6 Million Person-Years of Data Links Smoking to RA
The data just keeps piling up that smoking cessation is one of the most powerful steps patients can take to prevent rheumatoid arthritis (RA).
A new multicenter research study that looked at…wait for it…6 million person-years of data put yet another nail in the smoking coffin. The study, titled, “Impact and timing of smoking cessation on reducing risk for rheumatoid arthritis among women in the Nurses’ Health Studies,” appeared in the February 21, 2019 edition of Arthritis Care and Research.
Co-author Jeffrey A. Sparks, M.D., M.M.Sc., assistant professor of medicine in the Department of Medicine at Brigham and Women’s Hospital and Harvard Medical School, explained the purpose of the study to OTW, “Previous research found that past and current smokers had increased risk for RA compared to those who never smoked. However, it was unclear whether a behavior change of quitting smoking might affect RA risk.”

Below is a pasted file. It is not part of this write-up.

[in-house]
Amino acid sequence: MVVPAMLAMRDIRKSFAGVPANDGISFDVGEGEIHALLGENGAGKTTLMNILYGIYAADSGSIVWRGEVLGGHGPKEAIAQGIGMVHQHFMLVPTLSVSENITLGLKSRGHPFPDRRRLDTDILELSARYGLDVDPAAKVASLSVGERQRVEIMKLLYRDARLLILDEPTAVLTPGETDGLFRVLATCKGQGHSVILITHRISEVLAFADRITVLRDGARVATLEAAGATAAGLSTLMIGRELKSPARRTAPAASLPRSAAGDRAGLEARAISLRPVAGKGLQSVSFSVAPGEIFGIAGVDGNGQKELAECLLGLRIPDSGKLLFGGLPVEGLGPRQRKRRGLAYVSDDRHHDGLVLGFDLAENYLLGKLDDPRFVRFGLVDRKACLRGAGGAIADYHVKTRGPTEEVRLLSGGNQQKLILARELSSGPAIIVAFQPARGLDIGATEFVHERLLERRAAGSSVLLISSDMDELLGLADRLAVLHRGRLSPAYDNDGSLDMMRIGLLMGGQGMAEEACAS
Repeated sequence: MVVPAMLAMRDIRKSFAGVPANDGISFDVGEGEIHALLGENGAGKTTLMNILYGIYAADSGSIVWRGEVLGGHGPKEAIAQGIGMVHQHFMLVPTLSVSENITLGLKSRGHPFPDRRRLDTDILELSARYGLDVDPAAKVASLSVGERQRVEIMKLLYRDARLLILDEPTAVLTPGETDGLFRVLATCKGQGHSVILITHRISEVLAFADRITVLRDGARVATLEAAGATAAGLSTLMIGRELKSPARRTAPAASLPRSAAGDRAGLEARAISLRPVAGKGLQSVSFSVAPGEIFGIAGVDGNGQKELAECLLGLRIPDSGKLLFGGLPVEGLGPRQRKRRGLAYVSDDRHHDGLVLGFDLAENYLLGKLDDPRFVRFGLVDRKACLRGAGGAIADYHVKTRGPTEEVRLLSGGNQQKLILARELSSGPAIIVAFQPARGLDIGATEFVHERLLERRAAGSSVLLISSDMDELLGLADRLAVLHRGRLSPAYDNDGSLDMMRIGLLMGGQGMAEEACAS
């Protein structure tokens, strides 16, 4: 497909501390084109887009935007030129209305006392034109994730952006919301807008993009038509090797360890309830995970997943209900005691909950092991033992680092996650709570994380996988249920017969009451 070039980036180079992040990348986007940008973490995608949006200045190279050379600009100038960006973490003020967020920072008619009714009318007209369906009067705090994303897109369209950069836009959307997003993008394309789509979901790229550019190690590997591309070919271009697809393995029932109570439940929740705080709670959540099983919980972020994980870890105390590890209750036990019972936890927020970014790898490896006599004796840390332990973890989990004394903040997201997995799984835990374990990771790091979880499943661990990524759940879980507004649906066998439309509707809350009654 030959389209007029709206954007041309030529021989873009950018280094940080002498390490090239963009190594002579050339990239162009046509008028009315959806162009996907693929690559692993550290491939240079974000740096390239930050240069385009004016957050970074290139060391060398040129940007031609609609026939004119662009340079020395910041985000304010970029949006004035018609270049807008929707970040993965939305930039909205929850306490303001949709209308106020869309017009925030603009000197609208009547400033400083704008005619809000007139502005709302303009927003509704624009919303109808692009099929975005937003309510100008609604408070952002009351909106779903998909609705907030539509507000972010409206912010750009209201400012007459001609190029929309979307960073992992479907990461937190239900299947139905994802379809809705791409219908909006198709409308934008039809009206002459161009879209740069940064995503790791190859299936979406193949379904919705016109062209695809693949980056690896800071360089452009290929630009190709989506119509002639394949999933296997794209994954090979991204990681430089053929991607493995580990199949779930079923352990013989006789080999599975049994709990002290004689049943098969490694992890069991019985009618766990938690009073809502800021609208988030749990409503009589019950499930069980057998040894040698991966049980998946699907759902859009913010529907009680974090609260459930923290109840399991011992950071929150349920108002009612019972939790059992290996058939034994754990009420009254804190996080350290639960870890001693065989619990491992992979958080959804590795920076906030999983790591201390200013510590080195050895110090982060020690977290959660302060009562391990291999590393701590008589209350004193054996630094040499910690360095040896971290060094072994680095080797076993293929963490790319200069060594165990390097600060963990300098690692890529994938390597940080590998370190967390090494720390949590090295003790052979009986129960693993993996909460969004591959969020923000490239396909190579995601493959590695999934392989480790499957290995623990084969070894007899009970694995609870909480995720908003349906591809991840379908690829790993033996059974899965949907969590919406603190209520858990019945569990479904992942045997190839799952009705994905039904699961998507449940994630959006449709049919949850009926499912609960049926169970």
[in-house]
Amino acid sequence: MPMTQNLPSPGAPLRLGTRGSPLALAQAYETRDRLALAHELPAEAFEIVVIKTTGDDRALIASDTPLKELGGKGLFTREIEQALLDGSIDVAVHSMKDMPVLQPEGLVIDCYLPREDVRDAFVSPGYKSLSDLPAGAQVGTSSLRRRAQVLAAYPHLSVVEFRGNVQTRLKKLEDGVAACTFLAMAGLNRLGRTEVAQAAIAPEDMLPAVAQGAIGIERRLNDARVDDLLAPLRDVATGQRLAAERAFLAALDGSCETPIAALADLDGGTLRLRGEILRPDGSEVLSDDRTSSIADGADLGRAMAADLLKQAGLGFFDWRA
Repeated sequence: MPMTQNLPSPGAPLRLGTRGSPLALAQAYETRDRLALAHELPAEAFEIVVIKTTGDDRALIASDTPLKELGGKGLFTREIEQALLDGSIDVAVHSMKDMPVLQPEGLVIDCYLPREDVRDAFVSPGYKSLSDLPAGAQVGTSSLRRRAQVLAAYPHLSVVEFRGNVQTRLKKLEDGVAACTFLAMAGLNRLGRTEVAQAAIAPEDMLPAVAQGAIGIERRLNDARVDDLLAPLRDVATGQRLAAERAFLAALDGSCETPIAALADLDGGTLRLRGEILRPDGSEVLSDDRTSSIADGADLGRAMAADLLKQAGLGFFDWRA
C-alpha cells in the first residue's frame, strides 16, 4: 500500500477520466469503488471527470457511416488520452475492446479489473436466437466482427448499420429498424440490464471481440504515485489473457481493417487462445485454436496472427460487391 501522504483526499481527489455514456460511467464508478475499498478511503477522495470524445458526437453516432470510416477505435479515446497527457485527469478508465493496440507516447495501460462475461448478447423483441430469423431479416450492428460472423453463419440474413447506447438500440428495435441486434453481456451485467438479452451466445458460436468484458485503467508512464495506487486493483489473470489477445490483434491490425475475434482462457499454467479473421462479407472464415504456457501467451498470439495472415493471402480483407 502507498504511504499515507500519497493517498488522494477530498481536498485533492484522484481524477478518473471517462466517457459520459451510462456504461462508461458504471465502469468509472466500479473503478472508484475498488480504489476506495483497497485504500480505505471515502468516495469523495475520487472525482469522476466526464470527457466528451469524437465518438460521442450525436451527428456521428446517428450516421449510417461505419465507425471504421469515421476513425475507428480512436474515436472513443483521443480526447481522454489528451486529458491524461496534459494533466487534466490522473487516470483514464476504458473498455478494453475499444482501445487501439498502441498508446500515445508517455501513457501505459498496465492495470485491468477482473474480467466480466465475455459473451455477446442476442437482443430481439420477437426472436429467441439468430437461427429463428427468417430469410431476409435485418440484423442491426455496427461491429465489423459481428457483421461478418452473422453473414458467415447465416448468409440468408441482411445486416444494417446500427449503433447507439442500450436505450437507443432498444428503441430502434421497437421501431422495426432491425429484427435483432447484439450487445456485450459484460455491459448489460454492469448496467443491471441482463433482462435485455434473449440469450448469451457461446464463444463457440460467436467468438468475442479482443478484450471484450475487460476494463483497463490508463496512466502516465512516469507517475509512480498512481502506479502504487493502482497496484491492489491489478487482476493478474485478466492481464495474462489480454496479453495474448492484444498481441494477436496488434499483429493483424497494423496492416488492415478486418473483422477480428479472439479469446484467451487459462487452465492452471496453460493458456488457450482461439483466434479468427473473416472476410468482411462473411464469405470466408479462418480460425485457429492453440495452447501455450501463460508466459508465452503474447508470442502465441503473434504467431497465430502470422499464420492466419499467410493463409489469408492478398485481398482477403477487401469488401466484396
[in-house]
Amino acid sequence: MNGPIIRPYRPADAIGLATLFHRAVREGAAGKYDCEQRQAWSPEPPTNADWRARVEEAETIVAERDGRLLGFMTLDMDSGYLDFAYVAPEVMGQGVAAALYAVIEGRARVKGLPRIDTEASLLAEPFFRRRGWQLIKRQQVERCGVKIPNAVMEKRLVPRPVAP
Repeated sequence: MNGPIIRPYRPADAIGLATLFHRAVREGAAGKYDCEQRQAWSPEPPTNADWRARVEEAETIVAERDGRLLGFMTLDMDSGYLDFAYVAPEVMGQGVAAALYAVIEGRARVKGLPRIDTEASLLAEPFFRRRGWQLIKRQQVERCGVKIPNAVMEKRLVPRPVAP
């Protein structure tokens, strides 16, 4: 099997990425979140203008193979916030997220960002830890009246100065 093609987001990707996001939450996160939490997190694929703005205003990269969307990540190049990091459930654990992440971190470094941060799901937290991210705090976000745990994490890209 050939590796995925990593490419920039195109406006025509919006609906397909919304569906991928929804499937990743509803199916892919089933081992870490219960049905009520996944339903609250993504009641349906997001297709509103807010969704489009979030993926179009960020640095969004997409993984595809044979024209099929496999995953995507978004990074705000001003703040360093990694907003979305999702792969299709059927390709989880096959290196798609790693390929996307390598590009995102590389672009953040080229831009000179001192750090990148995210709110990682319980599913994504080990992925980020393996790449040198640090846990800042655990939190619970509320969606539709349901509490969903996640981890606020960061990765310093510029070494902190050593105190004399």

The study research team looked at data from 230,732 women and identified 1,528 incident RA cases (63.4% seropositive) during 6,037,151 person‐years of follow‐up analysis.
Dr. Sparks summarized the entire effort to OTW this way: “We found that quitting smoking did lower the risk for RA, but only for the seropositive type with autoantibodies detectable in the blood. Ours is the first study showing that a behavior change, rather than only genetics or bad luck, may actually reduce RA risk.”
“These results provide evidence for those at increased RA risk to quit smoking since this may delay or even prevent the onset of RA. This also provides more evidence that smoking may play a key role in the pathogenesis of seropositive RA.”
“Our findings provide another way to educate smokers about the benefits of quitting for patients who have relatives with RA or are at high risk due to positive autoantibodies.”